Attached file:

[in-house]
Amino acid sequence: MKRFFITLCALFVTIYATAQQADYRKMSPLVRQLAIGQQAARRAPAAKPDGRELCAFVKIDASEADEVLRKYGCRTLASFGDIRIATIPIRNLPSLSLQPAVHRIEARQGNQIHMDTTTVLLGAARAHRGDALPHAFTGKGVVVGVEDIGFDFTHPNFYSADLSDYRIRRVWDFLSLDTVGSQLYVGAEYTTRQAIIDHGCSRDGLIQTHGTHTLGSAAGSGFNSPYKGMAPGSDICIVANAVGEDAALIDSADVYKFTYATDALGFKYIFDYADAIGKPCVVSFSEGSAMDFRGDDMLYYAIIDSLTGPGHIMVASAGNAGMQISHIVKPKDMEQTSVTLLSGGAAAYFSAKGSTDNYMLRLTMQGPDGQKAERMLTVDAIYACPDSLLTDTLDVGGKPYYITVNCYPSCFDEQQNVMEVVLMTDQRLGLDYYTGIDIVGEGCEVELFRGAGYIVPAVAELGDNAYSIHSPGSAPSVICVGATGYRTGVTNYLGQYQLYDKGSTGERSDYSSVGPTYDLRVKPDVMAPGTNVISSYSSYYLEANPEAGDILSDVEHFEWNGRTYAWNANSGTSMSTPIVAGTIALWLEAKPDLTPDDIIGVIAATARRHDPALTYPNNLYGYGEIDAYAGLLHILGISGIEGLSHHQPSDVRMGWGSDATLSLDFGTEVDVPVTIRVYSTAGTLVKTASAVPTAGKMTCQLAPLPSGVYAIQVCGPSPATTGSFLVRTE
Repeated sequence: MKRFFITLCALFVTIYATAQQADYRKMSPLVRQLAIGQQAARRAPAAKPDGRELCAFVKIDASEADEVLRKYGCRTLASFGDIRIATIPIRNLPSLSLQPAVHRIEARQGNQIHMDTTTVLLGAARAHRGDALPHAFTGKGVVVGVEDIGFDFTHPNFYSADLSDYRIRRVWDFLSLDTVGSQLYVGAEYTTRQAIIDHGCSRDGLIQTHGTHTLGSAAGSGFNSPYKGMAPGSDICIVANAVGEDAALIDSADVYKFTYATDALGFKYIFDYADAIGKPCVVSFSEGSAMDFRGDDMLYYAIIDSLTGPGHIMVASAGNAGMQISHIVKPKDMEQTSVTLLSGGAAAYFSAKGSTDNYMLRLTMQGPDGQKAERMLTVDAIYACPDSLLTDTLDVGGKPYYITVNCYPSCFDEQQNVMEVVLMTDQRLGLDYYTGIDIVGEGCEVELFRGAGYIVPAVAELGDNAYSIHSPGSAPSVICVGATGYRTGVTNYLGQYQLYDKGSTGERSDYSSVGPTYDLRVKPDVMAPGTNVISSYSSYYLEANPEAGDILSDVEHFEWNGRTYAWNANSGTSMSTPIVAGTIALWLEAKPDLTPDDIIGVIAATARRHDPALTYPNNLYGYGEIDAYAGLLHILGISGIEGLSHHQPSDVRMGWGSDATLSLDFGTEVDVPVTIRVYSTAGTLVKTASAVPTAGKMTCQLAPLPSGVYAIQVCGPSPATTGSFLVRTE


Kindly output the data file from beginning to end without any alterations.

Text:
[in-house]
Amino acid sequence: MKRFFITLCALFVTIYATAQQADYRKMSPLVRQLAIGQQAARRAPAAKPDGRELCAFVKIDASEADEVLRKYGCRTLASFGDIRIATIPIRNLPSLSLQPAVHRIEARQGNQIHMDTTTVLLGAARAHRGDALPHAFTGKGVVVGVEDIGFDFTHPNFYSADLSDYRIRRVWDFLSLDTVGSQLYVGAEYTTRQAIIDHGCSRDGLIQTHGTHTLGSAAGSGFNSPYKGMAPGSDICIVANAVGEDAALIDSADVYKFTYATDALGFKYIFDYADAIGKPCVVSFSEGSAMDFRGDDMLYYAIIDSLTGPGHIMVASAGNAGMQISHIVKPKDMEQTSVTLLSGGAAAYFSAKGSTDNYMLRLTMQGPDGQKAERMLTVDAIYACPDSLLTDTLDVGGKPYYITVNCYPSCFDEQQNVMEVVLMTDQRLGLDYYTGIDIVGEGCEVELFRGAGYIVPAVAELGDNAYSIHSPGSAPSVICVGATGYRTGVTNYLGQYQLYDKGSTGERSDYSSVGPTYDLRVKPDVMAPGTNVISSYSSYYLEANPEAGDILSDVEHFEWNGRTYAWNANSGTSMSTPIVAGTIALWLEAKPDLTPDDIIGVIAATARRHDPALTYPNNLYGYGEIDAYAGLLHILGISGIEGLSHHQPSDVRMGWGSDATLSLDFGTEVDVPVTIRVYSTAGTLVKTASAVPTAGKMTCQLAPLPSGVYAIQVCGPSPATTGSFLVRTE
Repeated sequence: MKRFFITLCALFVTIYATAQQADYRKMSPLVRQLAIGQQAARRAPAAKPDGRELCAFVKIDASEADEVLRKYGCRTLASFGDIRIATIPIRNLPSLSLQPAVHRIEARQGNQIHMDTTTVLLGAARAHRGDALPHAFTGKGVVVGVEDIGFDFTHPNFYSADLSDYRIRRVWDFLSLDTVGSQLYVGAEYTTRQAIIDHGCSRDGLIQTHGTHTLGSAAGSGFNSPYKGMAPGSDICIVANAVGEDAALIDSADVYKFTYATDALGFKYIFDYADAIGKPCVVSFSEGSAMDFRGDDMLYYAIIDSLTGPGHIMVASAGNAGMQISHIVKPKDMEQTSVTLLSGGAAAYFSAKGSTDNYMLRLTMQGPDGQKAERMLTVDAIYACPDSLLTDTLDVGGKPYYITVNCYPSCFDEQQNVMEVVLMTDQRLGLDYYTGIDIVGEGCEVELFRGAGYIVPAVAELGDNAYSIHSPGSAPSVICVGATGYRTGVTNYLGQYQLYDKGSTGERSDYSSVGPTYDLRVKPDVMAPGTNVISSYSSYYLEANPEAGDILSDVEHFEWNGRTYAWNANSGTSMSTPIVAGTIALWLEAKPDLTPDDIIGVIAATARRHDPALTYPNNLYGYGEIDAYAGLLHILGISGIEGLSHHQPSDVRMGWGSDATLSLDFGTEVDVPVTIRVYSTAGTLVKTASAVPTAGKMTCQLAPLPSGVYAIQVCGPSPATTGSFLVRTE